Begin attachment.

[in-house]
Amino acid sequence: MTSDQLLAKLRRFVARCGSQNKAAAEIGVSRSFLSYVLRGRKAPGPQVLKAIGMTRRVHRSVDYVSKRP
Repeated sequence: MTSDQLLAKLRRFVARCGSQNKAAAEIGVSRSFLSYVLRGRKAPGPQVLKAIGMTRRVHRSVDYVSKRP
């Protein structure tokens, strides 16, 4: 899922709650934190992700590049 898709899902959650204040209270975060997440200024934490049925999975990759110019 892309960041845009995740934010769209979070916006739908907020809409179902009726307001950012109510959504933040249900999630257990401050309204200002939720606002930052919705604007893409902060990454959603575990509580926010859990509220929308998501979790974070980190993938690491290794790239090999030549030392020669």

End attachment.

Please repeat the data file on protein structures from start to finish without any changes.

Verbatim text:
[in-house]
Amino acid sequence: MTSDQLLAKLRRFVARCGSQNKAAAEIGVSRSFLSYVLRGRKAPGPQVLKAIGMTRRVHRSVDYVSKRP
Repeated sequence: MTSDQLLAKLRRFVARCGSQNKAAAEIGVSRSFLSYVLRGRKAPGPQVLKAIGMTRRVHRSVDYVSKRP
């Protein structure tokens, strides 16, 4: 899922709650934190992700590049 898709899902959650204040209270975060997440200024934490049925999975990759110019 892309960041845009995740934010769209979070916006739908907020809409179902009726307001950012109510959504933040249900999630257990401050309204200002939720606002930052919705604007893409902060990454959603575990509580926010859990509220929308998501979790974070980190993938690491290794790239090999030549030392020669």